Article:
Identification of labor stages through a Cervical Dilatation and Effacement module
24 June 2020
The Accreditation Council for Graduate Medical Education (ACGME) in the United States specifically references cervical examination and the assessment of cervical dilatation as a key component of its competency outcomes. In the UK, the NHS’s Obstetric Guidelines also list the assessment of cervical dilation as a key skill. In addition, both the Australian undergraduate and postgraduate medical school curriculums refer to the management of labor and birth, of which dilatation and effacement is an integral part.
“Despite convincing evidence of continued improvements in both maternal and infant outcomes, the incidence of preterm delivery, with its attendant perinatal morbidity and mortality, has remained at a discouragingly unaltered rate of 8% of all live birth.1”
Dilatation is measured in centimetres, with 0cm indicating the cervix is closed, and 10cm presenting it as fully dilated. During pregnancy, labor, and delivery, health professionals digitally examine the cervix to determine dilatation and effacement, presentation, and station of the fetus in the pelvis. As this task is learned by touch and not sight, achieving competency in these skills is often challenging, but getting it correct is paramount to a safe birthing experience.
The key skills needed to monitor the progression of labor and delivery through vaginal exam are required of all obstetric teams around the world. The PROMPT Flex Birthing Simulator allows all practitioners involved in the labor and delivery process to be trained correctly, beginning with the Cervical Dilatation and Effacement Module. The model is then adaptable for team training in normal vaginal delivery, and all obstetric emergencies, including Cesarean Section and Postpartum Hemorrhage. Additional features of the Cervical Dilatation and Effacement Module includes the ability to determine the likelihood of a vaginal delivery, the suitability for induction, and the management of membrane rupture, moulding and caput formation. The module also comes equipped with a set of interchangeable cervixes for the simulation of active labor, and a range of presenting parts which allow the healthcare professional to determine the position of the fetus by palpating the sutures and fontanelles.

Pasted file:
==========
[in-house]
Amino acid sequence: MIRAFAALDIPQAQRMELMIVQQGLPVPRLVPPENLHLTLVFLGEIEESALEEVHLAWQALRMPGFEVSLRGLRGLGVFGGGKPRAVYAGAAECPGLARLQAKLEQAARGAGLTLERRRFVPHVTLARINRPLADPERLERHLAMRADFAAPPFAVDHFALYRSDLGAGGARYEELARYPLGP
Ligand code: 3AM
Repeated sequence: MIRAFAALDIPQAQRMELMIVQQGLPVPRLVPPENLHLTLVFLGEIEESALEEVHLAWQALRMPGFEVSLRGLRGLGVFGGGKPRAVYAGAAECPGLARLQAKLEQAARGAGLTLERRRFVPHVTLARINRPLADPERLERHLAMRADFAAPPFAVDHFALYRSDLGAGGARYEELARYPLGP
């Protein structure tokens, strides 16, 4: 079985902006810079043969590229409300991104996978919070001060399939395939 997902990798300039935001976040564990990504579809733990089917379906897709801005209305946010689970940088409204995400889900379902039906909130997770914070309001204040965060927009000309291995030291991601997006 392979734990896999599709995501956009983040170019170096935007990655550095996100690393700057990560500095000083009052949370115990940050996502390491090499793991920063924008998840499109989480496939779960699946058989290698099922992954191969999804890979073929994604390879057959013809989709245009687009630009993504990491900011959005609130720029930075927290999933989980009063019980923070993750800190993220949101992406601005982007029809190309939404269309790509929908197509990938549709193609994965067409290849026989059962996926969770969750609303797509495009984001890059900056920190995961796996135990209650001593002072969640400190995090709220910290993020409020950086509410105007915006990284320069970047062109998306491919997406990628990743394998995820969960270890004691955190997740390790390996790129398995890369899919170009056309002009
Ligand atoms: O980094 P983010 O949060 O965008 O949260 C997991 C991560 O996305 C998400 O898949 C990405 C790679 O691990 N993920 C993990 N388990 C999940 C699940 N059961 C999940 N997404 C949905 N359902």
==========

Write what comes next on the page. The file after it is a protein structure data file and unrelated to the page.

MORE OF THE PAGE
Moulding and caput formation can occur when the fetal head is descending into the birth canal and may increase with prolonged labor. While completely normal, this can challenge the practitioner in the proper assessment of labor progression. While the rupture of membranes often occurs spontaneously in labor, it is possible for the healthcare professional to intentionally rupture the membranes, known as amniotomy, as a way to augment labor. The model allows for realistic artificial rupture of membranes using real supplies used at the bedside.
“When teaching cervical dilatation, you can’t just go on finger width. 5cm becomes very subjective, but with this lifelike product we can see and feel what 5cm is really like.”
The PROMPT Birthing Trainer is a complete system that can enhance teaching and learning, as well as improve outcomes of our smallest patients. Competent, confident healthcare professionals can make the birthing process a calm and enjoyable experience for families.
For more information on how the PROMPT Range and how the optional modules can enhance your training experience, please contact us by clicking here.
1: "An evaluation and assessment of the state of science, Pregnancy, Birth, and Infant" NIH pub.no 82-023004